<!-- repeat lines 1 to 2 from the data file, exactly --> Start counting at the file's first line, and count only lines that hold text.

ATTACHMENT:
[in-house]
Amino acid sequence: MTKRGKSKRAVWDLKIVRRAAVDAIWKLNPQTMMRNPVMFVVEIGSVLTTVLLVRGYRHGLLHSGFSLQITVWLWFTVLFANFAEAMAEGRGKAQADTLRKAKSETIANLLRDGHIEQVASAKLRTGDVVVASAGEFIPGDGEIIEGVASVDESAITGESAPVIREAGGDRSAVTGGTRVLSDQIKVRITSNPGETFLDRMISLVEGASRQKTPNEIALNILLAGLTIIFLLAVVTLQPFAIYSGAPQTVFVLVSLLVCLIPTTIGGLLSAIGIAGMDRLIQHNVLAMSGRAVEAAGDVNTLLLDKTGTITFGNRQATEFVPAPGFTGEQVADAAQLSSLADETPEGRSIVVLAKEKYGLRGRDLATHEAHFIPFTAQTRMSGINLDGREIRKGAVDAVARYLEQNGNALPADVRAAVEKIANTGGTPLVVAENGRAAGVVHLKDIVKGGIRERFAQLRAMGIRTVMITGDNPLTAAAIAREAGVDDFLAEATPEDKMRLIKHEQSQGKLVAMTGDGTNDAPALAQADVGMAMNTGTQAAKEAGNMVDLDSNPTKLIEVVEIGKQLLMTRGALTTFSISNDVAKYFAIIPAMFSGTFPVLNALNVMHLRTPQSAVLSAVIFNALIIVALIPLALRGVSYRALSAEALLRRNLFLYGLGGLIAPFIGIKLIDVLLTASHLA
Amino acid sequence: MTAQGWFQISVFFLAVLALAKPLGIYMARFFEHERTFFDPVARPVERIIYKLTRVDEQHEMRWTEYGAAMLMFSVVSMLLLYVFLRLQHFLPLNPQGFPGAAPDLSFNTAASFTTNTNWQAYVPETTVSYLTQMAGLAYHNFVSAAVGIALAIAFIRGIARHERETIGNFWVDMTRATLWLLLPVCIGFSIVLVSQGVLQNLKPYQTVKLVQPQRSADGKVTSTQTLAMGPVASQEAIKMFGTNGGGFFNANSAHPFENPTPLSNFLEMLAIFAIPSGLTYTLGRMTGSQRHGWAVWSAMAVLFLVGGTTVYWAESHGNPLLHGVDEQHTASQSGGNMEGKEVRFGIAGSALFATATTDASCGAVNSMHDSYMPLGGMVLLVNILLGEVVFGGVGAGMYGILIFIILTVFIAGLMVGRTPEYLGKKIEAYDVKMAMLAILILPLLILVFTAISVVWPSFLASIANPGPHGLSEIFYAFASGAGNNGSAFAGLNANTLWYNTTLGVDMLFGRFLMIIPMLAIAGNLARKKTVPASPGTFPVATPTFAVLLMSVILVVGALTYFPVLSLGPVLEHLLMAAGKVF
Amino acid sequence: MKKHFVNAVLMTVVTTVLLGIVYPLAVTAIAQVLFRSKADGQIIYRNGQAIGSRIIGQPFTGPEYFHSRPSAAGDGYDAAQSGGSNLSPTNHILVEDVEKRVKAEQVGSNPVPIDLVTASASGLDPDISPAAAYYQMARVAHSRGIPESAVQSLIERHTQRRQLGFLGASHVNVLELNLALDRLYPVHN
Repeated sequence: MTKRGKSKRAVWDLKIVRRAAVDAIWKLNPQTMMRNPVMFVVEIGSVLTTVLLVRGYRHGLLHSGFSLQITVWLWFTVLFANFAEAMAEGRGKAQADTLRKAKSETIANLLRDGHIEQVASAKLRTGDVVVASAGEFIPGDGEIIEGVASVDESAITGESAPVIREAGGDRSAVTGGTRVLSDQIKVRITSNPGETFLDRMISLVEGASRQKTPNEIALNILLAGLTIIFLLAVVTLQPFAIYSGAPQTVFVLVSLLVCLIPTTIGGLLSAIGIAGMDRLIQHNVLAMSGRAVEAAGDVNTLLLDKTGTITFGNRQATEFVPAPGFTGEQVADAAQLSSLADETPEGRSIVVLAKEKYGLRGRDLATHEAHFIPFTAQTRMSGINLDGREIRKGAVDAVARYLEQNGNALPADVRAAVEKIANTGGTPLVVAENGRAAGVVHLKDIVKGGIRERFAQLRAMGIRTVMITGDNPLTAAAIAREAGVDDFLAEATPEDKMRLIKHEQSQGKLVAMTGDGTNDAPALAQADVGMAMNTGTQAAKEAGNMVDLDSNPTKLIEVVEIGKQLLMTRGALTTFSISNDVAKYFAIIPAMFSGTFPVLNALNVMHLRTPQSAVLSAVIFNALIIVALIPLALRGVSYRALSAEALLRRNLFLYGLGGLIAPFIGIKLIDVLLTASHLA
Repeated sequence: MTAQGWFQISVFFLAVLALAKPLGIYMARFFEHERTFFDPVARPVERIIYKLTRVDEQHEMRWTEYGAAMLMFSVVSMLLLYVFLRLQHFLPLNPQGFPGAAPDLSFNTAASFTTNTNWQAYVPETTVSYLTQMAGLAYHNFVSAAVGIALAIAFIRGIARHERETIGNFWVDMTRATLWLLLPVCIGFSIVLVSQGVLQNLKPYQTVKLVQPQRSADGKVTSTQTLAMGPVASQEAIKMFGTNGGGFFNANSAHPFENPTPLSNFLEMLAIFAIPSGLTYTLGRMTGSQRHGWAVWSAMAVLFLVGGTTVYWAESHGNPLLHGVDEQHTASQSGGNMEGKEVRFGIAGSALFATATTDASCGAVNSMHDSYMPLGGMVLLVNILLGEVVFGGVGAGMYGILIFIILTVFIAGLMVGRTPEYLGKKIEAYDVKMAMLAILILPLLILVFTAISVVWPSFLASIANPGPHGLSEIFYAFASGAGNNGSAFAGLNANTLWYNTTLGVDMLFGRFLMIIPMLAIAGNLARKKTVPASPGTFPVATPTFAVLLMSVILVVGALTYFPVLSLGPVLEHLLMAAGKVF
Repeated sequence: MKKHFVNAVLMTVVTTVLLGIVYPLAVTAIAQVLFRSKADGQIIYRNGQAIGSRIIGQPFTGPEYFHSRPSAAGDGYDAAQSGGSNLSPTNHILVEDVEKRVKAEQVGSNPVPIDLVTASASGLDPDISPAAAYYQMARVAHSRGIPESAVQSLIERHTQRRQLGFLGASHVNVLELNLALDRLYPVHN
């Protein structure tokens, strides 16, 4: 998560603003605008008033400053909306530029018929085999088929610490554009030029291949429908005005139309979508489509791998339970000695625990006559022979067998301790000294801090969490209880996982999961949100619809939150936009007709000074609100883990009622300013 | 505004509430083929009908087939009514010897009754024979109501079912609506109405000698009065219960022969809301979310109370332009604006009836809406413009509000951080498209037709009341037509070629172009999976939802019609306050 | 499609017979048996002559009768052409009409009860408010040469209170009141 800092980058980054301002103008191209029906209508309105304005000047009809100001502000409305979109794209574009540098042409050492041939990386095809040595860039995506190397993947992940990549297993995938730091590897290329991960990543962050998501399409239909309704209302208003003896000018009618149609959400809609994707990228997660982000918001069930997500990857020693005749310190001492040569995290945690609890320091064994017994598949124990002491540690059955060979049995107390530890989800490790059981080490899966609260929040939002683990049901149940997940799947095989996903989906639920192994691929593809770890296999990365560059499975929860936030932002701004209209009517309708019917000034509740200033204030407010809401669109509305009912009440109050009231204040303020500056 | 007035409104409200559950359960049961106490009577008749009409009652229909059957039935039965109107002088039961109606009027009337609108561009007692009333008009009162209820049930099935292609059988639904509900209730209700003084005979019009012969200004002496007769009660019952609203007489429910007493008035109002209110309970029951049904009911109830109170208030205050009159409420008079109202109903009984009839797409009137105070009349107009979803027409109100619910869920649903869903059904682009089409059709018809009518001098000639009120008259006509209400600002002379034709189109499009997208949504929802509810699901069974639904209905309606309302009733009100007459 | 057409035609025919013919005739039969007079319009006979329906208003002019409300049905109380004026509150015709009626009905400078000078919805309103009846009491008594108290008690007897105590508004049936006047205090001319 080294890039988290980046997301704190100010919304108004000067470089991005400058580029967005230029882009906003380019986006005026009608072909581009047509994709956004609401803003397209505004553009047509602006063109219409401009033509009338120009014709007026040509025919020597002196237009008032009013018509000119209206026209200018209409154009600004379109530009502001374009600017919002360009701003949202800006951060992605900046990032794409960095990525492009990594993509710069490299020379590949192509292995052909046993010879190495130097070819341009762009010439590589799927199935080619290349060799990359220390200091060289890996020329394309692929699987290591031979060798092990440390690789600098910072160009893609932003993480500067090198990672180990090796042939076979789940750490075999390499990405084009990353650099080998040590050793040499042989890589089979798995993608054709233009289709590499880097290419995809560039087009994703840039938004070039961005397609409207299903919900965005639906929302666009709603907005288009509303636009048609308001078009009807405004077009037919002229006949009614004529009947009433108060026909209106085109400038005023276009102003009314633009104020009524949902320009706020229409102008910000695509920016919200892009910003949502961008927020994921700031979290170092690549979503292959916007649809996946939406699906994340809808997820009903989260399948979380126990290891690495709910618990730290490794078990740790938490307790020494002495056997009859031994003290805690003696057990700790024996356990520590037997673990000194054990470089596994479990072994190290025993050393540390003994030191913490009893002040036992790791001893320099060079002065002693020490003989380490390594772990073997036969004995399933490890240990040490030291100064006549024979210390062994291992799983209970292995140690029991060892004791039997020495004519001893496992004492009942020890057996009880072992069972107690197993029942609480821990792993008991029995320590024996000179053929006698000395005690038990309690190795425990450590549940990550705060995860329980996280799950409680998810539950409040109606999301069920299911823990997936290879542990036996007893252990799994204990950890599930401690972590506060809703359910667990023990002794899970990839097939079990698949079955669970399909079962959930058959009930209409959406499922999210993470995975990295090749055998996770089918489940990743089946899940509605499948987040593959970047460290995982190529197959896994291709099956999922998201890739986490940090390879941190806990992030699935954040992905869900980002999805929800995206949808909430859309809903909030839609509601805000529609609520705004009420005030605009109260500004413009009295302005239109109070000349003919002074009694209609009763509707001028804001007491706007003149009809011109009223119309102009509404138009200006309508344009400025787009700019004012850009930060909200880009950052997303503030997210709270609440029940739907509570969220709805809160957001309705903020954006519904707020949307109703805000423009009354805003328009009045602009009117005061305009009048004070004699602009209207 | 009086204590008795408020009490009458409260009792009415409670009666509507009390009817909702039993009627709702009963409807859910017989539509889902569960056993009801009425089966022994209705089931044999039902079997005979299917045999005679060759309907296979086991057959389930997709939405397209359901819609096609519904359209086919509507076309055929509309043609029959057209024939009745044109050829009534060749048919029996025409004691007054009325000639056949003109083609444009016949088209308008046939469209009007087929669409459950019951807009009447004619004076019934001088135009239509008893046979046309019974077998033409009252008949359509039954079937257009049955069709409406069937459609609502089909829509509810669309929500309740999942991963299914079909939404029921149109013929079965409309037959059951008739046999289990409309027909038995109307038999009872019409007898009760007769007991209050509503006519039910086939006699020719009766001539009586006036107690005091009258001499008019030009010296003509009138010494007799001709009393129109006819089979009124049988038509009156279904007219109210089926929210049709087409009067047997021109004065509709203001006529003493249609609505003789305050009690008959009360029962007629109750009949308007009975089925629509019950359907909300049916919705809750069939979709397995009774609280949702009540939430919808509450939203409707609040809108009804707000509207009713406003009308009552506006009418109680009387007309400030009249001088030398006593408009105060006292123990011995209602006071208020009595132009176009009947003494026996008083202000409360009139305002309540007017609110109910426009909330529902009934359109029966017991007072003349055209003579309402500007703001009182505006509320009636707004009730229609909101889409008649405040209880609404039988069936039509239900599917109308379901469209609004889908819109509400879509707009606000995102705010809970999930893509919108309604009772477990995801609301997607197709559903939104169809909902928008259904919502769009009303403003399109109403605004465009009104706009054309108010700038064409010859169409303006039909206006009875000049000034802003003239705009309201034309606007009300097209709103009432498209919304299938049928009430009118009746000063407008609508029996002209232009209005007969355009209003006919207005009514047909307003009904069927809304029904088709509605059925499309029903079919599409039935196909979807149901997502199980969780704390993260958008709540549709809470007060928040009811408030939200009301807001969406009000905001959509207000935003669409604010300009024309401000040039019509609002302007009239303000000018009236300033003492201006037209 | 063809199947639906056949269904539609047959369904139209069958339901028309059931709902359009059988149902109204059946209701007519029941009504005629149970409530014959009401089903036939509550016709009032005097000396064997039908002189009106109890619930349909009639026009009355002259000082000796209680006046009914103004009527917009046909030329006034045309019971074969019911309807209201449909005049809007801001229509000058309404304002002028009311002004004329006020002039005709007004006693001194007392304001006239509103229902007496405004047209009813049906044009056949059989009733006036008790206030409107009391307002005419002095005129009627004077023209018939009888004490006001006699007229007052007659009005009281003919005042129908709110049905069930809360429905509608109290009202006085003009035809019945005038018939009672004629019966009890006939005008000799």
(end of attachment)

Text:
[in-house]
Amino acid sequence: MTKRGKSKRAVWDLKIVRRAAVDAIWKLNPQTMMRNPVMFVVEIGSVLTTVLLVRGYRHGLLHSGFSLQITVWLWFTVLFANFAEAMAEGRGKAQADTLRKAKSETIANLLRDGHIEQVASAKLRTGDVVVASAGEFIPGDGEIIEGVASVDESAITGESAPVIREAGGDRSAVTGGTRVLSDQIKVRITSNPGETFLDRMISLVEGASRQKTPNEIALNILLAGLTIIFLLAVVTLQPFAIYSGAPQTVFVLVSLLVCLIPTTIGGLLSAIGIAGMDRLIQHNVLAMSGRAVEAAGDVNTLLLDKTGTITFGNRQATEFVPAPGFTGEQVADAAQLSSLADETPEGRSIVVLAKEKYGLRGRDLATHEAHFIPFTAQTRMSGINLDGREIRKGAVDAVARYLEQNGNALPADVRAAVEKIANTGGTPLVVAENGRAAGVVHLKDIVKGGIRERFAQLRAMGIRTVMITGDNPLTAAAIAREAGVDDFLAEATPEDKMRLIKHEQSQGKLVAMTGDGTNDAPALAQADVGMAMNTGTQAAKEAGNMVDLDSNPTKLIEVVEIGKQLLMTRGALTTFSISNDVAKYFAIIPAMFSGTFPVLNALNVMHLRTPQSAVLSAVIFNALIIVALIPLALRGVSYRALSAEALLRRNLFLYGLGGLIAPFIGIKLIDVLLTASHLA